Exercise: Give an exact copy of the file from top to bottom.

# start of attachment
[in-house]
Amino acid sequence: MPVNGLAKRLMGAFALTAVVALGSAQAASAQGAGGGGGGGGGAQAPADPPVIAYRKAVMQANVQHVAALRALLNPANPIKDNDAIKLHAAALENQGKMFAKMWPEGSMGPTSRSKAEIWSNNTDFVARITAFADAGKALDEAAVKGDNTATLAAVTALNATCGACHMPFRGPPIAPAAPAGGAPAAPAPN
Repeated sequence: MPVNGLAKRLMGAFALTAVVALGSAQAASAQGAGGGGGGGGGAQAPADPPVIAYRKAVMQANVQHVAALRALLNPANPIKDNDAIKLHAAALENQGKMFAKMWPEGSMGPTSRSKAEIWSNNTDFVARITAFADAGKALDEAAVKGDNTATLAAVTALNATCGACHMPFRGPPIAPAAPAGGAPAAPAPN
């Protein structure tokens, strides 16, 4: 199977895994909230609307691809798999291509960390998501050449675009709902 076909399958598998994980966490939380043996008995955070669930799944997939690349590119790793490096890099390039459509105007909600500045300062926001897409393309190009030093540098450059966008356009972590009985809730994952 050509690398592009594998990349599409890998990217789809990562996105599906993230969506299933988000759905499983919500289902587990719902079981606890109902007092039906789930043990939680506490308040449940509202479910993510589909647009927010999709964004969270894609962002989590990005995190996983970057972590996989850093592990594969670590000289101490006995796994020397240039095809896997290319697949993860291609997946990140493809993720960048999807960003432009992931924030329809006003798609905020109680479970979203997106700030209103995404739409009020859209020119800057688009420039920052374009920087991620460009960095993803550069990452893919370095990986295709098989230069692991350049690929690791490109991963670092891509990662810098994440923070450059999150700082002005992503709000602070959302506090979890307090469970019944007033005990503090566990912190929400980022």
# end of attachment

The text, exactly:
[in-house]
Amino acid sequence: MPVNGLAKRLMGAFALTAVVALGSAQAASAQGAGGGGGGGGGAQAPADPPVIAYRKAVMQANVQHVAALRALLNPANPIKDNDAIKLHAAALENQGKMFAKMWPEGSMGPTSRSKAEIWSNNTDFVARITAFADAGKALDEAAVKGDNTATLAAVTALNATCGACHMPFRGPPIAPAAPAGGAPAAPAPN
Repeated sequence: MPVNGLAKRLMGAFALTAVVALGSAQAASAQGAGGGGGGGGGAQAPADPPVIAYRKAVMQANVQHVAALRALLNPANPIKDNDAIKLHAAALENQGKMFAKMWPEGSMGPTSRSKAEIWSNNTDFVARITAFADAGKALDEAAVKGDNTATLAAVTALNATCGACHMPFRGPPIAPAAPAGGAPAAPAPN
């Protein structure tokens, strides 16, 4: 199977895994909230609307691809798999291509960390998501050449675009709902 076909399958598998994980966490939380043996008995955070669930799944997939690349590119790793490096890099390039459509105007909600500045300062926001897409393309190009030093540098450059966008356009972590009985809730994952 050509690398592009594998990349599409890998990217789809990562996105599906993230969506299933988000759905499983919500289902587990719902079981606890109902007092039906789930043990939680506490308040449940509202479910993510589909647009927010999709964004969270894609962002989590990005995190996983970057972590996989850093592990594969670590000289101490006995796994020397240039095809896997290319697949993860291609997946990140493809993720960048999807960003432009992931924030329809006003798609905020109680479970979203997106700030209103995404739409009020859209020119800057688009420039920052374009920087991620460009960095993803550069990452893919370095990986295709098989230069692991350049690929690791490109991963670092891509990662810098994440923070450059999150700082002005992503709000602070959302506090979890307090469970019944007033005990503090566990912190929400980022």